Monday, September 15, 2008

(United) Way To Go!

Is United Way (finally) getting it right?

The old formula was distribution driven: collect money on behalf of a number of UW accredited human service agencies and then distribute it across the board according to a formula, saving employers and employees(who were enrolled through payroll deductions at work) from selecting and vetting the beneficiaries directly.

Over time a number of things happened:

- Big manufacturing had the largest employee groups. Most of those jobs went away.

- Charities like Planned Parenthood, groups serving the abject poor and the hardest to reach; grass roots organizations and others whose missions were broader than or combined more than human services alone (education, arts in the community, immigration, HIV-AIDS etc.) were generally left out of United Way and as the government's combined federal campaign grew in importance (state and federal employees being another large work force component - jobs that couldn't be outsourced for the most part)successfully challenged the UW throttle hold on work place solicitation.

- Like the Red Cross the UW brand was compromised by multiple scandals at national and local levels. It didn't help that the Red Cross - a major UW beneficiary - was decomposing before our very eyes.

- UW developed a major gifts competency over time through establishing the popular De Tocqueville societies at United Way around the country for donors at $10,000 and up. Traditionally UW eschewed major gifts from individuals asserting that such solicitations should better be left to their member agencies who were in fact least capable of generating them. The unintended consequence of this really good idea has been that many major donors wanted to designate their gifts, a proposition long resisted by UW because it wanted to have the distribution power.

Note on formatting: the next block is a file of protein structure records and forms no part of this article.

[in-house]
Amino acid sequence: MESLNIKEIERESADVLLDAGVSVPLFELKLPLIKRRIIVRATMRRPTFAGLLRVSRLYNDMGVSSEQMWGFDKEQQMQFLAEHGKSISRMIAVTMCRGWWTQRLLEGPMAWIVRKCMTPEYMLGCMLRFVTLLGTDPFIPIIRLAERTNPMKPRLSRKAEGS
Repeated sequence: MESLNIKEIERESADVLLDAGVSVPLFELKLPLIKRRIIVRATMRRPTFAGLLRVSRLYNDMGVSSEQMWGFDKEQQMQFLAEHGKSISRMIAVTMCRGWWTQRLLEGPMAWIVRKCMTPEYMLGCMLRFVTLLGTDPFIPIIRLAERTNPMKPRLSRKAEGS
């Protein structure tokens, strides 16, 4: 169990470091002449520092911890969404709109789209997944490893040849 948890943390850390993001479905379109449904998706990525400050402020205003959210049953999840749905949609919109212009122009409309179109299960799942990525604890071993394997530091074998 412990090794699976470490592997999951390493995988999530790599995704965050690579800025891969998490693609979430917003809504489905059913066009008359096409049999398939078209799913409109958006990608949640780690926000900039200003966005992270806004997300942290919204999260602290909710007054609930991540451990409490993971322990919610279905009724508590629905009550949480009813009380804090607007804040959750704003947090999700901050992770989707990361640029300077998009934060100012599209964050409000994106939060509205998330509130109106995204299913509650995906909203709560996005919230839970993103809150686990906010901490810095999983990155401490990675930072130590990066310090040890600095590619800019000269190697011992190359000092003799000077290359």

No doubt other societal influences played in. But the welcome result is that UW around the country has recognized that it had to do its business a new way if charitable dollars were going to get where they are needed most. Three weeks ago a big story in the Chronicle of Philanthropy headlined the new approach: prioritizing giving to "focus on helping young people, increasing financial stability for poor families and preventing domestic abuse."

The story goes on to underscore that "such scenarios are playing out across the country as United Ways make changes that are altering the fund raising landscape." New York City and the San Francisco Bay Area are two places where big changes are on the drawing boards.

These new initiatives are not without serious challenges. Cherry-picking among programs within nonprofit agencies, United Ways deciding on their own what the priorities should be, and most of all faced with raising new money over the old - because the basic UW safety net must still be kept in good repair in a struggling economy - make for a tough script.

But I believe this is absolutely the right thing for United Way to do because for a long time now I have been wondering if charitable dollars are really getting where they're needed most. I have prevailed on Giving USA Foundation to sponsor a discussion on this and in the next blog I'll tell you about the Gurin Forum we're doing in New York in December.

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